Some Questions from this Week…

We just wanted to answer a few common questions that came up this week. We hope this helps you navigate your membership obligations, the market and

Q. I don’t have to watch the Clear Cooperation video if I don’t plan on offering a coming soon listings, right? 

A. Wrong! The new Clear Cooperation policy is about how you market your listing and entry into the MLS. It affects all MLS users and all listings – you should watch it to keep out of hot water! It will also help answer many of the questions that Linda has to field everyday.  Pretty please, we’ve heard it’s a fast and informative hour! Video Link

Q. I got a call about a listing that isn’t on the market yet, but the agent shared with me info and encouraged me to have my buyers setup a showing. Isn’t this against the new policy? 

A. It depends.  If the broker has an exclusive right to sell agreement or an exclusive agency agreement, that is not allowed.  Clear cooperation means you give all brokers and buyers a fair opportunity to see and make an offer on the house – which is a fundamental purpose of the MLS.  But, the MLS governs only those properties that are exclusively listed, so if the broker doesn’t have an exclusive agreement with the seller they are not bound by MLS rules.

Q. An agent I know is advising all of their seller clients to add $10,000 to the price because of the hot market and all of their buyer clients to go full price or higher.  Is this ethical?

A. No, not exactly.  While some parts of the market are extremely hot, every Realtor knows that not every house is priced appropriately to being with and must bring in their professional skills to help their clients make sound decisions.   The Code of Ethics requires that you prepare valuations of property based on facts…. so for some homes, a full price offer or more might be warranted – but advice should be based on market conditions for the home’s condition, area, comps, inventory of similar homes, home style, and all of those details that help you properly price in a traditional market.  All pricing strategies should be rendered on an individual basis based on property attributes.  Isn’t that why we hate zestimates… They don’t take into account pertinent facts!? Now might be a great time to remind you that the code of ethics finds a violation if you attempt to secure a listing by misleading the owner as to market value.  But on that same note, some are concerned that the market is “too hot” and inflated prices are creating another bubble. In dealings, remember your duties are to your clients best interests – make sure buyer’s don’t have unrealistic exceptions about resale value and make sure you are working hard to get your sellers the fair market value for today.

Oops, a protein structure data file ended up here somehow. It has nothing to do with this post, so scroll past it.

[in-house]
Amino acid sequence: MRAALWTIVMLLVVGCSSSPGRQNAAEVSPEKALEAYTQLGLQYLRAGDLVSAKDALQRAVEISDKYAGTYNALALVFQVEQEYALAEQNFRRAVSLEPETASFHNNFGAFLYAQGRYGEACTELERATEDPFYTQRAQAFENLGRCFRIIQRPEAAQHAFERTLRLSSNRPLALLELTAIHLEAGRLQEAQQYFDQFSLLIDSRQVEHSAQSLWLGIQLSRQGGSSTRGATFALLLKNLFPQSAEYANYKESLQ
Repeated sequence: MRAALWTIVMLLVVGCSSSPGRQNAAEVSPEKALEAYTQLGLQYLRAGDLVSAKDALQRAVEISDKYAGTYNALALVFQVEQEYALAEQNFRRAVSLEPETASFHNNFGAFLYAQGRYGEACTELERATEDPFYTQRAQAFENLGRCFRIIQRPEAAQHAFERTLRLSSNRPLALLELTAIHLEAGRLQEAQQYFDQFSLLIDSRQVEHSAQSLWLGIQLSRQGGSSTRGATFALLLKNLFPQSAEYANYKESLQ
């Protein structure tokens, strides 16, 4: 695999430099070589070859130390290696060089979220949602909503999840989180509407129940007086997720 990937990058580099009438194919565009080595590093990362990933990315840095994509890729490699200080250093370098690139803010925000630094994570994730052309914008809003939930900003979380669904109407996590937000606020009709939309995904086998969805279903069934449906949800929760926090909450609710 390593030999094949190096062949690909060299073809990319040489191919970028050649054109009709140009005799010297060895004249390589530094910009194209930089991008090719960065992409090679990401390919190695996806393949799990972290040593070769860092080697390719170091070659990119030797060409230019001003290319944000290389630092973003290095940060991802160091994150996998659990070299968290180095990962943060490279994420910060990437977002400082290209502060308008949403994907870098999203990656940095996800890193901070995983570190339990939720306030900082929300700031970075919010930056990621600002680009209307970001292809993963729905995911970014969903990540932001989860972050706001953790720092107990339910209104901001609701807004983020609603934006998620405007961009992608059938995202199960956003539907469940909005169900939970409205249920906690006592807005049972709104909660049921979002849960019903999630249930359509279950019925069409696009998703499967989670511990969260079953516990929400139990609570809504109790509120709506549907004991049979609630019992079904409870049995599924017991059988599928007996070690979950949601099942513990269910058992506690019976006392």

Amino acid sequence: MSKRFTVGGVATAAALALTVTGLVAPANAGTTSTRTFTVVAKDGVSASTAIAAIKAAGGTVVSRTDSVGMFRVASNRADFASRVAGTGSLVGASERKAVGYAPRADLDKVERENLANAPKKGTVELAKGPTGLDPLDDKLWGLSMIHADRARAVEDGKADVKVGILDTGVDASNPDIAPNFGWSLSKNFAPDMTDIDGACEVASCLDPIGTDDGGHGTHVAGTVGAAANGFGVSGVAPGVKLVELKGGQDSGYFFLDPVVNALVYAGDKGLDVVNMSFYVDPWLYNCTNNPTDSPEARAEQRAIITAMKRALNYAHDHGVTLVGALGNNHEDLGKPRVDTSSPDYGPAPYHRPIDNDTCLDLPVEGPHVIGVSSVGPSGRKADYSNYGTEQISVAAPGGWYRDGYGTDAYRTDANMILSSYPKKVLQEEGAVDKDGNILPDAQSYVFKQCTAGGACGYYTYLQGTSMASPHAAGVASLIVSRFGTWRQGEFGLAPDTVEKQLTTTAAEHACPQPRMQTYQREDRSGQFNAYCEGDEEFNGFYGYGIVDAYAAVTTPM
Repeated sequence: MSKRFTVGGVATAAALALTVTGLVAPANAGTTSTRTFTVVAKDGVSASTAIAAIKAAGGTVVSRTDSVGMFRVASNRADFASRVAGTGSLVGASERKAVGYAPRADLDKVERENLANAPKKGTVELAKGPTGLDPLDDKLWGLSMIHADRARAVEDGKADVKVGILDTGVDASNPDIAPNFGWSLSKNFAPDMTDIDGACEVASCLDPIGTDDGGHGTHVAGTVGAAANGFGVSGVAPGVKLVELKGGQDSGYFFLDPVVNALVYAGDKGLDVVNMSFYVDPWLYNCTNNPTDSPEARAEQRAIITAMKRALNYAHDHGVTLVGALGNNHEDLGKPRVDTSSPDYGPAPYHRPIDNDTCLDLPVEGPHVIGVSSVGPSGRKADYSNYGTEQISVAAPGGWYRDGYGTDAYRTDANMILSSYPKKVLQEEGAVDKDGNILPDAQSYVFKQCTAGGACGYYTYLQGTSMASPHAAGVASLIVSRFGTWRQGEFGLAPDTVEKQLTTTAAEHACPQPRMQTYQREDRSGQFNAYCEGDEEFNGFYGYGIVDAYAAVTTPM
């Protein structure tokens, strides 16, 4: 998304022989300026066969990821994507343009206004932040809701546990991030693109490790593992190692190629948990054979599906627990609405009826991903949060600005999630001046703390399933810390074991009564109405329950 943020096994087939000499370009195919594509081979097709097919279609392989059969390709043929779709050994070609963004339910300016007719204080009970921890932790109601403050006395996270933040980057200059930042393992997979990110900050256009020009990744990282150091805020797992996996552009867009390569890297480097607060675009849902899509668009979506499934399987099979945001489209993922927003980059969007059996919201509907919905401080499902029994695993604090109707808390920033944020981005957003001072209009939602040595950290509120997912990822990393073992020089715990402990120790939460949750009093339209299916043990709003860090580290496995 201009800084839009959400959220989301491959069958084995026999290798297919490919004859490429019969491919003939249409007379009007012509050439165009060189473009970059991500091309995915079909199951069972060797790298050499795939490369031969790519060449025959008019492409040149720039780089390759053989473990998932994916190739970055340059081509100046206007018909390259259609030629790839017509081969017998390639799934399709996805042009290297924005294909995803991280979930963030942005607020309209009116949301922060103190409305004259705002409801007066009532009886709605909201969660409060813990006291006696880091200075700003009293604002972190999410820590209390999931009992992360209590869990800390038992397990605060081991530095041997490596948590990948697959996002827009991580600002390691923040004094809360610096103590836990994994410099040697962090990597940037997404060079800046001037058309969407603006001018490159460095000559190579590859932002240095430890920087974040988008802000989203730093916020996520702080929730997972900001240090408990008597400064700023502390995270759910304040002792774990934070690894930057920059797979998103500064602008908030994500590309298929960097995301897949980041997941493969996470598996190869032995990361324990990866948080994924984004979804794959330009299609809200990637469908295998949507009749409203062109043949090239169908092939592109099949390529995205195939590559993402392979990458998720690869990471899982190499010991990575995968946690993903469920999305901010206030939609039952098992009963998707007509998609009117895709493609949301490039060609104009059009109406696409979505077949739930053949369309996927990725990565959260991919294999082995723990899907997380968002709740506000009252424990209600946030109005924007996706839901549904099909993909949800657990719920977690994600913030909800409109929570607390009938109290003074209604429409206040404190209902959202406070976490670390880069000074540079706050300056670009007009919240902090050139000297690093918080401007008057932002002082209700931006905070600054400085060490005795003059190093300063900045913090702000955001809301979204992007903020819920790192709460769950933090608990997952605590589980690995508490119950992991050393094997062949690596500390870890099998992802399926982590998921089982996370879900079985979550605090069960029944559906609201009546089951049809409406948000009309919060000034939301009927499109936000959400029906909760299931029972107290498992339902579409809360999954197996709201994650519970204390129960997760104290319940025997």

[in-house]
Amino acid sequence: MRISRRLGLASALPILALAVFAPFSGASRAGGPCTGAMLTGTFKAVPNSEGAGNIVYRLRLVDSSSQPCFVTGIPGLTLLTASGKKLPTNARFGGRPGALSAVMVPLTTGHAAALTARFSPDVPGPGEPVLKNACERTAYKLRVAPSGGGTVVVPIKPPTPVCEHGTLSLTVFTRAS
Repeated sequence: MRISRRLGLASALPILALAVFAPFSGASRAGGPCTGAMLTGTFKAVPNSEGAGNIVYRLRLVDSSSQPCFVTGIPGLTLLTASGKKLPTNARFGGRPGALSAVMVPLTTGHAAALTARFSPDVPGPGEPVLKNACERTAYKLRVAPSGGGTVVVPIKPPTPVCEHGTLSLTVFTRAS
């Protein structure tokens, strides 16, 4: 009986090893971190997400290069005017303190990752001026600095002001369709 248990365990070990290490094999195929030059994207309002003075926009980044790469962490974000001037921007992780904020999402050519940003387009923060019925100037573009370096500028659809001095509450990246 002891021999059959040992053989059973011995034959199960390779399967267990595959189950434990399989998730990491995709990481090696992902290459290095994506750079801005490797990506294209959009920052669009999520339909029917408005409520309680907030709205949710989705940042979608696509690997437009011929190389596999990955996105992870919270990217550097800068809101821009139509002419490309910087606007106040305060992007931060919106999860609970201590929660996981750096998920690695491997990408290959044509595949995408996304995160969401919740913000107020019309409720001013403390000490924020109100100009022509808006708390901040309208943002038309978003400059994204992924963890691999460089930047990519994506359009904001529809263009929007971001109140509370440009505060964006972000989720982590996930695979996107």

Q. I just got a $10 fine for failing to upload my exclusive right to sell agreement.  I thought I couldn’t save the listing as active without it. What gives?

A. When the exclusive right to sell was set to mandatory upload, It was required for any changes to the listing… So a price change or status change required the agent to upload a copy (which had already been manually sent to the staff ) or it was placed in inactive status.  Last year, the MLS board agreed that we should keep the upload requirement, but that the technology should not make it required for that reason. Either way, staff was going to have to follow up on the listings without an exclusive right to sell contract … to either take it out of inactive status or in the case it is now, to obtain a copy. Both result in the same fine as well. We thought it was more beneficial to the agents who wanted to do a quick, important change to the listing but didn’t necessarily have access to the original exclusive right to sell agreement in the file back at the office. We would anticipate that as we get a year into it, most all of the old listings will have attachments and will be easier to make it mandatory in technology going forward.

Q. If I want to pre-market a listing before it’s ready for the market, I can do that as long as it is done quietly, right?

A. No. You can market is widely before it’s ready for showings if you list it as a coming soon property in the MLS and indicate that in your marketing (your broker has to sign off on that first). Listings that are off-MLS (called Office Exclusives) may not be marketed at all outside of the listing firm’s clients.  Delayed listings shouldn’t be marketed until available for sale. Each addendum lays out the requirements clearly – you can view them all in your forms provider or on our website.

Q. Aren’t drone photo prohibited in our MLS because they are not taken from the property?

A. Any photos are allowed that are taken from the property or OF the property, so drone photos are fine to upload and include in your listing.  There was confusion many years ago when beautiful view shots were included that were taken well outside of the property boundaries and weren’t at all visible from the home or yard.  the rules were redrafted at that time to clarify any photo has to be taken from or of the property for sale.